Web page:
# Interpreting linear and polynomial predictors in LMM

I am using linear mixed models to investigate change over time on the score on a questionnaire, which was administered at 5 points in time. While I hypothesized a decline, I had no a priori assumptions as to how this decline would look (whether it's linear or not). After visually checking the trajectory, I did see the slope become steeper after the second time point, and thus I thought I'd need to add polynomials and see what model fits the data better—but correct me if I'm wrong.

I created an initial model (Model 1) with just the variable Time as a predictor of Score. Here, Time was a significant predictor (β = -3.8, p < .001).

Next, I wanted to know whether a quadratic or cubic slope model fitted my data better, so I added a second-order polynomial (Time * Time), along with Time, in Model 2. Model fit significantly increased (comparing -2LL between Models 1 and 2 with a chi square test). Here, the polynomial was significant (β = -4.6, p = .007), which I believe suggests a non-linear slope for decline in Score over time. However, Time was no longer significant (β = 0.2, p = .905), yet in all examples I could find, both the linear and quadratic predictors were significant.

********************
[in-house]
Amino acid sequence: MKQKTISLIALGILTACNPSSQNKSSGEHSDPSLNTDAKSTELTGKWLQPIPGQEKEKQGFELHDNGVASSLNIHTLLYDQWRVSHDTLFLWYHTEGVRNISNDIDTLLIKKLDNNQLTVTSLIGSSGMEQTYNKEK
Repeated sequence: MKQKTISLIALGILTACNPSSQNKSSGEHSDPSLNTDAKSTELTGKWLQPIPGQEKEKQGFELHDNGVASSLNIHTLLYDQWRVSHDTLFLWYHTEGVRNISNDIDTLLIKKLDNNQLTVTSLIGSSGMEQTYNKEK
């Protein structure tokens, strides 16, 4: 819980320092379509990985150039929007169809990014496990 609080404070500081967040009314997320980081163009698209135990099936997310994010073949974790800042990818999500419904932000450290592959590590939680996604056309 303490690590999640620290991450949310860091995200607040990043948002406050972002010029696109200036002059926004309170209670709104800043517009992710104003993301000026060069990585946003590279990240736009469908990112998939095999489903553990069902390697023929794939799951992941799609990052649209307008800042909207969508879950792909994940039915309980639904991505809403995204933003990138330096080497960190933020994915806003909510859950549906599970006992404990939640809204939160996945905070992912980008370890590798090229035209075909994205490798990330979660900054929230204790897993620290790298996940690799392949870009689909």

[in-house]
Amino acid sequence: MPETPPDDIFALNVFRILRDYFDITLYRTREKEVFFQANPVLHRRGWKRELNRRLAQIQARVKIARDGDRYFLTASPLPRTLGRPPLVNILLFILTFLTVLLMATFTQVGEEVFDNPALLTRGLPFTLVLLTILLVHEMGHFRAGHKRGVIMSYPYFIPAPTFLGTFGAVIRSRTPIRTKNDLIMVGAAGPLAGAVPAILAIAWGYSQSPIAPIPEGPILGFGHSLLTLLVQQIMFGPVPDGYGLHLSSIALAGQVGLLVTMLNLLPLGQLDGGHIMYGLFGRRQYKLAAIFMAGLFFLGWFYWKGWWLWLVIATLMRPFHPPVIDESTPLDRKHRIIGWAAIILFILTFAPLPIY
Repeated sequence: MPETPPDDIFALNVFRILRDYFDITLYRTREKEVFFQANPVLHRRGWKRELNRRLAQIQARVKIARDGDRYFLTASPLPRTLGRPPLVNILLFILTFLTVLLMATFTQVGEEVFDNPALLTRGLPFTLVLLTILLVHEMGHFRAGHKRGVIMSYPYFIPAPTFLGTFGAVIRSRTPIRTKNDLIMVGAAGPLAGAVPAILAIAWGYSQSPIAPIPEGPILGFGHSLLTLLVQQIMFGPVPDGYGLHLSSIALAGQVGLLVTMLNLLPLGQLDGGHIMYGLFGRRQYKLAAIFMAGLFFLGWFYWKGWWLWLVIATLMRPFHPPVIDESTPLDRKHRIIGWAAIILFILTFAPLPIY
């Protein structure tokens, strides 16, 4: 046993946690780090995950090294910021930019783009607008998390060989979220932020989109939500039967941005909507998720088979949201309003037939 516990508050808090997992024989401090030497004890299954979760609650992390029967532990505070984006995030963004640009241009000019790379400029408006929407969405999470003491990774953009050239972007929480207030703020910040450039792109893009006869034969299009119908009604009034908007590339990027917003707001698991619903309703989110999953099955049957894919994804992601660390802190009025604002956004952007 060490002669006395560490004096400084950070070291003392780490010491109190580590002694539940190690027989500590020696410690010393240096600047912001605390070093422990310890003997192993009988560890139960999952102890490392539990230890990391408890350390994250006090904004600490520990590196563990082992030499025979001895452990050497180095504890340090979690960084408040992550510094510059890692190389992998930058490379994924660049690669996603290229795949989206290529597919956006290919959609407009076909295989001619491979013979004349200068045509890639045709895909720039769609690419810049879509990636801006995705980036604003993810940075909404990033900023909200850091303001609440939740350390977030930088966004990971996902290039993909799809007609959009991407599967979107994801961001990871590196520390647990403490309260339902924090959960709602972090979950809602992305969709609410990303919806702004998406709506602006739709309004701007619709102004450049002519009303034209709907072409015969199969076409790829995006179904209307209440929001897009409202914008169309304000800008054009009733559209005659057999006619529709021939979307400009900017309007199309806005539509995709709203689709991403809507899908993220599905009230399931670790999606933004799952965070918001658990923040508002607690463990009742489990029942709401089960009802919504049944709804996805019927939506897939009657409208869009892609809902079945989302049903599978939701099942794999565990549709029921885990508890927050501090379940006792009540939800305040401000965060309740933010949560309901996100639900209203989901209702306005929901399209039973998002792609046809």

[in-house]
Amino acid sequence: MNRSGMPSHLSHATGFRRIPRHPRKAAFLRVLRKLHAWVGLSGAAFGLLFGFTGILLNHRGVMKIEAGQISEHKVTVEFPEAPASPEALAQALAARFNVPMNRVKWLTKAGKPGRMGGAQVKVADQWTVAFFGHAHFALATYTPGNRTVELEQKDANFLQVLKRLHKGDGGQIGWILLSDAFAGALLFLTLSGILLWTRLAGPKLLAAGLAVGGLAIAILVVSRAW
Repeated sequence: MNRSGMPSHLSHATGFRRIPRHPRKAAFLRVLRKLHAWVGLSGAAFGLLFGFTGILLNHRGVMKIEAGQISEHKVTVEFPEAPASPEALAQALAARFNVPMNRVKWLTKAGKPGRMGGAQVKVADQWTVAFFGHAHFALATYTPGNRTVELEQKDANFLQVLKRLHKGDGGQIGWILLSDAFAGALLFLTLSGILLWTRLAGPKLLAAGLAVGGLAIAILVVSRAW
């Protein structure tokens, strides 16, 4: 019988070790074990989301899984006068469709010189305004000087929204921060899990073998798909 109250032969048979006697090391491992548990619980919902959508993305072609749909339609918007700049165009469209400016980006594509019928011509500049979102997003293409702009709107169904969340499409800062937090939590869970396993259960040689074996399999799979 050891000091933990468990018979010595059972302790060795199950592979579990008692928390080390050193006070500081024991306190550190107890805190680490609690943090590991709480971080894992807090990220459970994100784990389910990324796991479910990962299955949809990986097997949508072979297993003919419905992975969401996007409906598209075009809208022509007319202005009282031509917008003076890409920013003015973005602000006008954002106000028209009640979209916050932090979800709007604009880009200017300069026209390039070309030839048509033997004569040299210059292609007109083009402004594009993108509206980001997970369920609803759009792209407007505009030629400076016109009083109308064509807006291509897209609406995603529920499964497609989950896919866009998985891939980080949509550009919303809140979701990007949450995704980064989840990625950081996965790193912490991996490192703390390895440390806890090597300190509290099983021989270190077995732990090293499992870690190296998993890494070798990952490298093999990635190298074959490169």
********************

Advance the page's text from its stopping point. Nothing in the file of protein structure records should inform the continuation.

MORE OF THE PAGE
My question is, how should I interpret the fact that Time is not a significant predictor in this model? Can I still conclude that a quadratic slope best represents my data, even if the linear slope is no longer significant?

• CAn you show us the output of the selected model? – user2974951 Jan 9 '19 at 10:04

• A better way to model nonlinear relationships is via splines instead of polynomials because they have a local nature. If you happen to work in R, you could, for example, load the splines package and use either function ns() or bs().
The second point is that time itself need not be an unmodified explanatory variable for a time based process. For example, for radioactive decay, one tends to use exponential models ($$M_0 e^{-\lambda t}$$). When you say, time is no longer a variable, presumably the time squared term is still being used, and a time based process does not have to have time itself as a bare naked variable. However, this is not entirely clear in what you related and I agree with user2974951's statement in so far as showing us the model may help. More important is to state what the properties of the data are; for example, if any of the data can have negative values. If the data cannot have negative values, then a model with a negative linear slope cannot properly model it, in a physical sense, because there will come a time when the linear model will predict negative amplitudes.